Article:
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I bought a few wool blend base layer tops and bottoms and a pair of neoprene gloves, all from Costco, which keep me very comfortable down to 40 degrees. As the temperature dips lower, I am experimenting with adding layers. At 34 degrees, I wore two pairs of the base layer bottoms, one on top, plus a very thin windbreaker from REI, which worked very well. I ...


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This sounds like a perfect job for a Fatbike! Those bikes were made for such conditions you describe. You have tires you can run with really low pressure (for more traction in the snow). You can have your mountainbike frame and disc brakes. In my opinion you even don't need a suspension with such a bike, the low pressure in your tires is really enough ...


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If you have a regular drier, tie the laces into knots, and close the drier on them to suspend them inside the drier. Turn the drier on high. This came from this post: http://kc-bike.blogspot.com/2008/09/tricks-of-trade-drying-your-grimy-shoes.html?m=1 Also, make sure you check the manual for your cleats. Some manufacturers will void your warranty if you ...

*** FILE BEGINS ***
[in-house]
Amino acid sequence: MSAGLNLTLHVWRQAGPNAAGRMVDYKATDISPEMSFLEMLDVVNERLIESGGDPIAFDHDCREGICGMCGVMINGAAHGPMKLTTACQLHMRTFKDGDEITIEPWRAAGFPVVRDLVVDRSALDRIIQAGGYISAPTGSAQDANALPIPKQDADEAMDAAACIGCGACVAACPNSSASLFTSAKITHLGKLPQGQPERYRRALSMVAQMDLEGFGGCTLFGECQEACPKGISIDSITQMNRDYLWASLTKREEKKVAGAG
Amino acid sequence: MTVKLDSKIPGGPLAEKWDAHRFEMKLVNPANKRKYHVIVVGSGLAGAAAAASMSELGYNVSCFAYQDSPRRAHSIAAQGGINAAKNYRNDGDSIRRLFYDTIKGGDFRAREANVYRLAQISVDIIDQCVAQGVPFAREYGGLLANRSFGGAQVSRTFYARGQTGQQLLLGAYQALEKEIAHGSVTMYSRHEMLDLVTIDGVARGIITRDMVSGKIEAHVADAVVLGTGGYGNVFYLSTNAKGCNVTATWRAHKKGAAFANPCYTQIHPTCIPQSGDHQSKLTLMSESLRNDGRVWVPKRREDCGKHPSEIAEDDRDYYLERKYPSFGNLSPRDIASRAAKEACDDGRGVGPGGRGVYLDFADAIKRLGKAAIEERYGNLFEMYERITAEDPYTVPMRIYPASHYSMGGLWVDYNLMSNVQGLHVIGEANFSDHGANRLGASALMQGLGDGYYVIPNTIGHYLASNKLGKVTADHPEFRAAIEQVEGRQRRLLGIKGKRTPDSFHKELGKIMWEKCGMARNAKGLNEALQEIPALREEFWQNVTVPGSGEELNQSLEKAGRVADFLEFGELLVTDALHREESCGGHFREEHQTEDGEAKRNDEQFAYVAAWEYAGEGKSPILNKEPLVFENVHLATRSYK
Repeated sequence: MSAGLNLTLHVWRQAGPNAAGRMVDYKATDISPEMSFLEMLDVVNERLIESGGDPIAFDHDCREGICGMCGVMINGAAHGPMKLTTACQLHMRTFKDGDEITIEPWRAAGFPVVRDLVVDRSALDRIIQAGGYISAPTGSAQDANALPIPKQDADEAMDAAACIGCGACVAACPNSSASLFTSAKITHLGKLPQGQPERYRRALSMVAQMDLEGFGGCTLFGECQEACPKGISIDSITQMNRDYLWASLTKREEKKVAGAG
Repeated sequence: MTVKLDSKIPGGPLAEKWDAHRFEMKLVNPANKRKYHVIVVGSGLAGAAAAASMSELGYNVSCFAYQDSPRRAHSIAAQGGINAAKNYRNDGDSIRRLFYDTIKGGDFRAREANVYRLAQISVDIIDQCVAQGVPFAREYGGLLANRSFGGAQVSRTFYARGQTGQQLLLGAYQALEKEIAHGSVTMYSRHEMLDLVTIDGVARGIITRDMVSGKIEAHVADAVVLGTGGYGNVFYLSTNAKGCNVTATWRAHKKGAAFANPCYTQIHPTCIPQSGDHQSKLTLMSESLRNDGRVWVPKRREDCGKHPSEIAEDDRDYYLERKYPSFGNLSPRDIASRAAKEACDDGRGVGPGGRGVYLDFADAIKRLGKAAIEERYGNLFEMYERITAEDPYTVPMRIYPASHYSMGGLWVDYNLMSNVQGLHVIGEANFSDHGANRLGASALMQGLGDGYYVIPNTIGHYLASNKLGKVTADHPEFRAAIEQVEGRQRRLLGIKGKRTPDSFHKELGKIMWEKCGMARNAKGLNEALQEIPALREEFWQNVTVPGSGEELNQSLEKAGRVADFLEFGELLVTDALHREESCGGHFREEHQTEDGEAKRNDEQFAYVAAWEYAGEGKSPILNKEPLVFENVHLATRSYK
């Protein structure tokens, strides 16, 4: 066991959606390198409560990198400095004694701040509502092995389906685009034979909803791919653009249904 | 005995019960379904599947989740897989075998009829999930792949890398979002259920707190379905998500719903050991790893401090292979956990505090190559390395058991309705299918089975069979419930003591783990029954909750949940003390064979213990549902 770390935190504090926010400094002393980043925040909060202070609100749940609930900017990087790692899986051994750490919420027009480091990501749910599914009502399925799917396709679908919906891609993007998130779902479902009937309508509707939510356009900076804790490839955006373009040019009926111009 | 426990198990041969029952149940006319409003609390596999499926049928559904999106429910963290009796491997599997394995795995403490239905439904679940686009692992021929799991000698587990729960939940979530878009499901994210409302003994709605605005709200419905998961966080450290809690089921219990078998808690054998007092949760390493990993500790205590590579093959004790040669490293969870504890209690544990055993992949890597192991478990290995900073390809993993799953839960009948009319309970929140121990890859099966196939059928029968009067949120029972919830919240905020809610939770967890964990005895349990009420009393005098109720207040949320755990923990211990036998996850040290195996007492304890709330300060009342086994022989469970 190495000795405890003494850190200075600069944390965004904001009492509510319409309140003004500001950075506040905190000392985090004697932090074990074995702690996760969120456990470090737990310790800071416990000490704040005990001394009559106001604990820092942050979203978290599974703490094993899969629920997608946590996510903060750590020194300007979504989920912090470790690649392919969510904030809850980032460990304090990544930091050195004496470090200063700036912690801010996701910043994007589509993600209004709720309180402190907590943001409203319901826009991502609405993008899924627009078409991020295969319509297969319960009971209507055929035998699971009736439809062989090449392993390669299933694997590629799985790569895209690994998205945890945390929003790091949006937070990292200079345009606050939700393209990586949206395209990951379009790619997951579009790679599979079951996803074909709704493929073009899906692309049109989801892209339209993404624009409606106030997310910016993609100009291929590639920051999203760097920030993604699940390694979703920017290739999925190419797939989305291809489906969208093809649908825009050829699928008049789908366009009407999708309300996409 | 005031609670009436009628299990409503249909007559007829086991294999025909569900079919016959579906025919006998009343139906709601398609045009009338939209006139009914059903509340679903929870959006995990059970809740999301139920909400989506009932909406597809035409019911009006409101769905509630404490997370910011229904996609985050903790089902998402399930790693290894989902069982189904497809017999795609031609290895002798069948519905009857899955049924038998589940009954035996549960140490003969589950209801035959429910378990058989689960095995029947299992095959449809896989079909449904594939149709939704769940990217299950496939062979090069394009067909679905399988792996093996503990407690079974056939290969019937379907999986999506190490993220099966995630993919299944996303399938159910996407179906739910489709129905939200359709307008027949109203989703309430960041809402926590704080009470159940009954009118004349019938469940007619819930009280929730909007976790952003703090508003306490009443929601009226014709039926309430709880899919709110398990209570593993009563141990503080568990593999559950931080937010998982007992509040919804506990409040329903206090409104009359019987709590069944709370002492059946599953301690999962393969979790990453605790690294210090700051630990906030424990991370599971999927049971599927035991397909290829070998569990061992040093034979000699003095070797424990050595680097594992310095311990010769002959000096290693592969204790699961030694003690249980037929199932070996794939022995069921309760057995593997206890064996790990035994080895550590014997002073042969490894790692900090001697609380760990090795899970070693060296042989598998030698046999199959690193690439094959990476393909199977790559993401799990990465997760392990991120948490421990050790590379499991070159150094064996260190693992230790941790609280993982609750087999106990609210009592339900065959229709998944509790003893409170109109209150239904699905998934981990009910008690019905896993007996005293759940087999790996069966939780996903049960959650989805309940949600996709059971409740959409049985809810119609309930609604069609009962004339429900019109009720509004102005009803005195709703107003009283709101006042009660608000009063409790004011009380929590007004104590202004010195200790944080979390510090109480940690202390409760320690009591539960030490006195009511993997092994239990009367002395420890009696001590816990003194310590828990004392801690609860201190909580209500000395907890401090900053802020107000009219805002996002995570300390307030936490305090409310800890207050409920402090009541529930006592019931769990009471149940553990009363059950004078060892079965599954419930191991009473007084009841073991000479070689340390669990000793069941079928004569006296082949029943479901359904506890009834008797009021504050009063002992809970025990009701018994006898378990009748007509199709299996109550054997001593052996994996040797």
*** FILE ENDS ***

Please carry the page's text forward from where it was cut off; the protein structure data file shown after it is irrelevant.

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5 degrees celsiusis is chilly and the main enemy is wind. Those are the areas of the body, that generate a excessive heat: torso head thigh Those are the areas, mostly affected by wind: knees palms front part of the body: breasts, neck, face I would wear: no backpack knee pads, thin gloves wool shirt with long sleeves helmet In colder weather ...


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I've found that "soft shell" garments work really well in that temperature range as long as it's not raining. Soft shell fabrics are jack of all trades. They are much more breathable than your typical nylon shell, they are more windproof than a microfleece and with a good DWR they are reasonably good at repelling light rain and snow. My favorite fabric of ...


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I find that at warmish cold temperatures like the 30s-40sF, the most important thing is to keep my hands and ears warm; the rest of my body takes care of itself after a few minutes of riding. (I am assuming your normal garb does not leave exposed skin other than hands and head/neck. If it does, well, fix that first.) Have a good pair of wind-stopping ...


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It depends a lot on you. I live in Illinois and I'll go out in a T-shirt and shorts in the 40's for bike rides. But if you want some additional warmth in the around 40F and 3 miles, I'd say maybe some thin gloves (I have a set of Underarmour coldgear running gloves which are useful for longer rides in the 30s) and a hoodie - you might be cold for the first ...


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My commute has always been about that distance, and when temperatures reach around freezing point, I simply wear a ski jacket which has ventilation shafts under the armpits. Opening these helps me a lot from sweating, and you can easily adjust them. Also thin (e.g. running) gloves can help: they break the cold wind, but allow you to transpire. And finally, ...



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